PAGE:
They seemed to make a song and dance about the repairs to calle Tegueste in Punta Brava. We were treated to one of those long rambling fb posts in which everything was repeated two or three times, but when you sorted the wheat from the chaff all they were saying was how good they’ve been. (Still it made a change from posts of pictures of beauty pageants, of which there seems to have been a lot this year.) Closed for over a year, they didn’t exactly rush the repairs, but work was eventually completed a few weeks ago.
Job done, I am only commenting now because I went down last week, just to be nosey, to see what sort of job they had made of it. I have to say I was surprised, what was once a narrow but negotiable road is now a pathway. So repaired it may be but reinstated it is not, let’s hope the Teno repairs fare better. I would think there are a few vecinos who are very much aggrieved, especially those who have garages they can no longer use. True, they have tidied up the area and painted the seawall, but only so far, far enough for it to look good in the photos, they never ever really finish a job off. What’s next I wonder, perhaps a change of name; I am sure paseo Tegueste would be more appropriate now.
The Taoro building has been in the news again, no, still they haven’t found anyone to take it on, mores the pity; however, that was the topic of a recent Spanish newspaper article. It appears that after having no success, Cabildo who own the building are going to try again, this time adding a parcel of land next to the building, which has been ceded to them by Puerto’s ayuntamiento. The idea being the extra ground would provide more parking making the package more attractive to potential punters. To make it even more so, the proviso that it should remain a hotel has been removed. However, I assume that any interested parties will have to cough up the cost of the dilapidations, a substantial amount, as the only part of the building to have been maintained in recent years is the gardens. One to keep an eye on, who knows they might already have someone in mind.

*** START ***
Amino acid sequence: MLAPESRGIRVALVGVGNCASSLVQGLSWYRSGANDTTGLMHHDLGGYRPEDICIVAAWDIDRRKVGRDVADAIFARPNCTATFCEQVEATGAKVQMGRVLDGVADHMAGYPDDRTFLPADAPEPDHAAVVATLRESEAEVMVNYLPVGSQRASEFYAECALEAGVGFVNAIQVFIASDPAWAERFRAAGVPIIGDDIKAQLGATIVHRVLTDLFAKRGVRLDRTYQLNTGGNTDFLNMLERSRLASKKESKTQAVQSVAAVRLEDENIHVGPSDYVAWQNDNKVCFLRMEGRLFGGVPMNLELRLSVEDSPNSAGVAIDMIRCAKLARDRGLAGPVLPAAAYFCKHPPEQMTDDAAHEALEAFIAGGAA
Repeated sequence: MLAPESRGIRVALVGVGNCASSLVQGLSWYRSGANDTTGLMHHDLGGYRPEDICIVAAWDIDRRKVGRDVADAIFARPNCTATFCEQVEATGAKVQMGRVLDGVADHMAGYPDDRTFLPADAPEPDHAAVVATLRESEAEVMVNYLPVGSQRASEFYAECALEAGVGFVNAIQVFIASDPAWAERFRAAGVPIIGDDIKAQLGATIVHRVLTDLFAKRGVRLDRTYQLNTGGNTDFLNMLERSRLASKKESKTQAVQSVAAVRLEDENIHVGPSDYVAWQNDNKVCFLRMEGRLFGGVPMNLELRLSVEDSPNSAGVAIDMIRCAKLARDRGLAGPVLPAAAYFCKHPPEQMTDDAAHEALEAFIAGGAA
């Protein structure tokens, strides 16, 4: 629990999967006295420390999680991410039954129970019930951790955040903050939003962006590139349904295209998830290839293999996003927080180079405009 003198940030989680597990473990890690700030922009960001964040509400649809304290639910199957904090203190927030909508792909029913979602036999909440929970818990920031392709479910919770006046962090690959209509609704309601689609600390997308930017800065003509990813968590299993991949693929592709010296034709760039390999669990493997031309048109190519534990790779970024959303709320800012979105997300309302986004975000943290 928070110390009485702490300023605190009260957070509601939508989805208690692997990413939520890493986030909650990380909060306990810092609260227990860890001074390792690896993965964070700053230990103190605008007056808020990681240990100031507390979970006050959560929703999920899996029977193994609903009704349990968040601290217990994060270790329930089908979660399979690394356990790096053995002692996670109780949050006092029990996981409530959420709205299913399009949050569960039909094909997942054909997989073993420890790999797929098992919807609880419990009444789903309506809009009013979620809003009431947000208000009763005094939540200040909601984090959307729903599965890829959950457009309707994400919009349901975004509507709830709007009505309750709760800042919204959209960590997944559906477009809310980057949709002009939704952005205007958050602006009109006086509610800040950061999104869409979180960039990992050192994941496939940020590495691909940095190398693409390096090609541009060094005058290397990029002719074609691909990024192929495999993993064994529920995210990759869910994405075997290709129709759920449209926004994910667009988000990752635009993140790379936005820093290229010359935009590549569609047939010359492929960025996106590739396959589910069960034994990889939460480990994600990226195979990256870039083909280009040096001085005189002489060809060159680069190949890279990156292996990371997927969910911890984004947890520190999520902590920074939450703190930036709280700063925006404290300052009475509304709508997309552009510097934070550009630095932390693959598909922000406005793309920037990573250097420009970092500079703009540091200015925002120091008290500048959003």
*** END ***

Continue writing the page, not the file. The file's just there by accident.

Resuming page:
Finally, is it likely that the two sets of traffic lights not working will be repaired in the not to distance future? I know in both cases that someone has tried their upmost to demolish one of the uprights, but come on both sets of lights have been out for weeks and it can’t be that difficult a repair, or more importantly that expensive. Normally I would not worry or even mention it, as long as everyone approaches the junction with a bit of logic and common sense all will be ok, but then this is Tenerife and most of the time you have to second guess what some local drivers are going to do and then add to the equation that some tourists might be driving on the ‘wrong’ side, or even the ‘right’ side of the road for the first time